The Physics of Supersonic Free Fall and the Race to Build a Quieter Concorde

Here's how aircraft manufacturers test jets by dropping them from 18 miles in the air.

If you want to build a rocket with a bold new design, you have to have a way to test its structural integrity without installing an engine. You don’t have a wind tunnel, but you’re not ready to concede. You think to yourself, “What is flight without propulsion?” Then you answer your own question: “Falling.” Simply put, the easiest way to fly without launching is to plummet. Take a prototype up very high, drop it, and you’ll get a sense of its performance at speed.

The world’s foremost practitioner of the art of precision dropping is the Japan Aerospace Exploration Agency, or JAXA, which is basically Japan’s version of NASA. The agency is trying to build a practical supersonic plane, which is no easy thing. Similar efforts in the past created mediocre products, most famously the Concorde.

The Concorde was plagued with problems that prevented other airliners from adopting the same kind of design for their own craft. One of the biggest issues was excess noise. The term “sonic boom” isn’t a misnomer — breaking the sound barrier is an insanely loud phenomenon. Manufacturers had to design the plane to keep passengers heads from exploding, and airliners couldn’t fly the plane over land since no human being on the ground wants to be subjected to such destructively loud sounds. JAXA’s goal is to create a quieter supersonic passenger plane. And its testing it out through drop tests with an experimental model in Sweden.

How the hell does that work? Basically, a balloon lifts the unmanned model plane — JAXA’s Silent SuperSonic Concept Model about 18.6 miles up in the air, and simply drops it. Sensors attached to the plane measure the shockwaves as the plane nears speeds of up to Mach 1.39 in free fall.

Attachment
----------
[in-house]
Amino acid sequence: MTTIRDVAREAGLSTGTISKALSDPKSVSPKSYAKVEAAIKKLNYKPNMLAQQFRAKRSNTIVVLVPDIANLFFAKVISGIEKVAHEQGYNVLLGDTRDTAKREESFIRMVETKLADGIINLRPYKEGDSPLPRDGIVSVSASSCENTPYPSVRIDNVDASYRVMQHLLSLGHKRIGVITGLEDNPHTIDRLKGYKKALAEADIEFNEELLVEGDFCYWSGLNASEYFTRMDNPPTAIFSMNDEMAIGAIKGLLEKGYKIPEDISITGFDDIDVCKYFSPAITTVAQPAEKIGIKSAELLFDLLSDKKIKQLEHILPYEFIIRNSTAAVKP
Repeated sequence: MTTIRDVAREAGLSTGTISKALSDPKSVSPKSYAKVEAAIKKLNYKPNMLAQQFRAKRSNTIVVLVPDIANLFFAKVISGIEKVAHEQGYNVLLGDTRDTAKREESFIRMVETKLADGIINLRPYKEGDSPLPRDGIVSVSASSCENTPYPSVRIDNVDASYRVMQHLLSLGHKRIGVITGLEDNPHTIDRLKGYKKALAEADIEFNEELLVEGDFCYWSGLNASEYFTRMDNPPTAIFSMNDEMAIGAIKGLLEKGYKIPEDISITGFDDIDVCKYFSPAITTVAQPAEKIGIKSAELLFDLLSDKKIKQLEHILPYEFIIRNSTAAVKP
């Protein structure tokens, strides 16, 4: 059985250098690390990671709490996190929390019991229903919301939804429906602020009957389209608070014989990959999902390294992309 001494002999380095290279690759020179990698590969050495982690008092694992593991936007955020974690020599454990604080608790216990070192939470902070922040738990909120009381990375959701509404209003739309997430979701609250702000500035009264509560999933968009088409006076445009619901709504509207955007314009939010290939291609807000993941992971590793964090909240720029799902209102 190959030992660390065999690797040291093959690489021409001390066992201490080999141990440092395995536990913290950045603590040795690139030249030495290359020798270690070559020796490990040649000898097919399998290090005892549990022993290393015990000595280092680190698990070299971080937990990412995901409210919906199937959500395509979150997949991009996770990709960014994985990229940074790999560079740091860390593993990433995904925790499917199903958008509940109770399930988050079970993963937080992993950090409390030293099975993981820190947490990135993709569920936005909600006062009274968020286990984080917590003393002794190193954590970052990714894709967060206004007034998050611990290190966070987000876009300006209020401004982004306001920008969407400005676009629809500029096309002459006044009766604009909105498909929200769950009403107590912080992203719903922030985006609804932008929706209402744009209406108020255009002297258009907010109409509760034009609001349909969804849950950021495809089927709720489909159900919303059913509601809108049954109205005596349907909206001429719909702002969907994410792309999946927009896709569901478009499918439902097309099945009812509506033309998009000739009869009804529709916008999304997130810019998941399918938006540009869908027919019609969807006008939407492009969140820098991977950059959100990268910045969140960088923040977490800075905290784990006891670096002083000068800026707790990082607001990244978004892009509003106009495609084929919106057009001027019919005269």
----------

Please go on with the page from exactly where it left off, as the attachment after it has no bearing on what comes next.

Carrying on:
The physics of a supersonic free fall are not all that different from how an object moving faster than sound on a horizontal plane operates. Air becomes powerfully compressed in front of the plane, which floods out a wave of high pressure in all directions. This shockwave starts to propagate through the air but gets weaker as it moves further out, becoming a sound wave in the process. This is the loud explosion we hear and call a sonic boom.

To understand what’s special about a supersonic free fall, we should take a closer look at what exactly Mach numbers refer to: the ratio between the speed of object to the speed of sound at a particular place. And the speed of sound is subject to changes in temperature and pressure — at higher altitudes, the speed of sound decreases, so an object doesn’t need to travel at necessarily the same speed to reach Mach 1 a dozen miles in the air as it does at sea level. (The speed of sound at sea level is about 760 miles per hour).

Furthermore, Mach 1 is a highly unstable environment due to the shockwave created by breaking the sound barrier. Even small movements can have very forceful physical effects on the object. The worst place to be is basically between Mach 0.9 and 1.2.

So when an object is moving at supersonic speeds in free fall, it’s in the unusual position of accelerating faster while its Mach number increases at a slower rate. More time is spent in the unstable Mach zone than if it were moving on a horizontal plane. Most planes are designed to move past Mach 1 and enter a safe zone as quickly as possible. You can’t test something like that in a free fall experiment.

Felix Baumgartner jumping from 23 miles above the surface of the Earth.

Flickr user Kansir

The speed also tops off because of drag. This is what happened in probably the most famous instance of an object moving faster than sound by way of gravity: Felix Baumgartner’s jump in 2012 from about 23 miles up in the air, to become the first sky diver to break the sound barrier without the use of an aircraft. When Baumgartner fell down to Earth, he eventually stopped accelerating because of the collision with air molecules, creating ‘drag force’ that built up as air resistance until it became equal and opposite to the force of gravity. At this point, Baumgartner had reached a maximum speed.

In fact, while most objects that reach terminal velocity would simply stay at a constant speed, Baumgartner actually started slowing down, since the surrounding atmosphere starts to get thicker and thicker as an object in free fall moves down. So the terminal velocity starts to decrease — meaning Baumgartner started to slow down as well. The same thing would presumably happen to one of the Silent SuperSonic Concept Model planes JAXA is testing.

Science, like most other things in life, is cooler when its faster.

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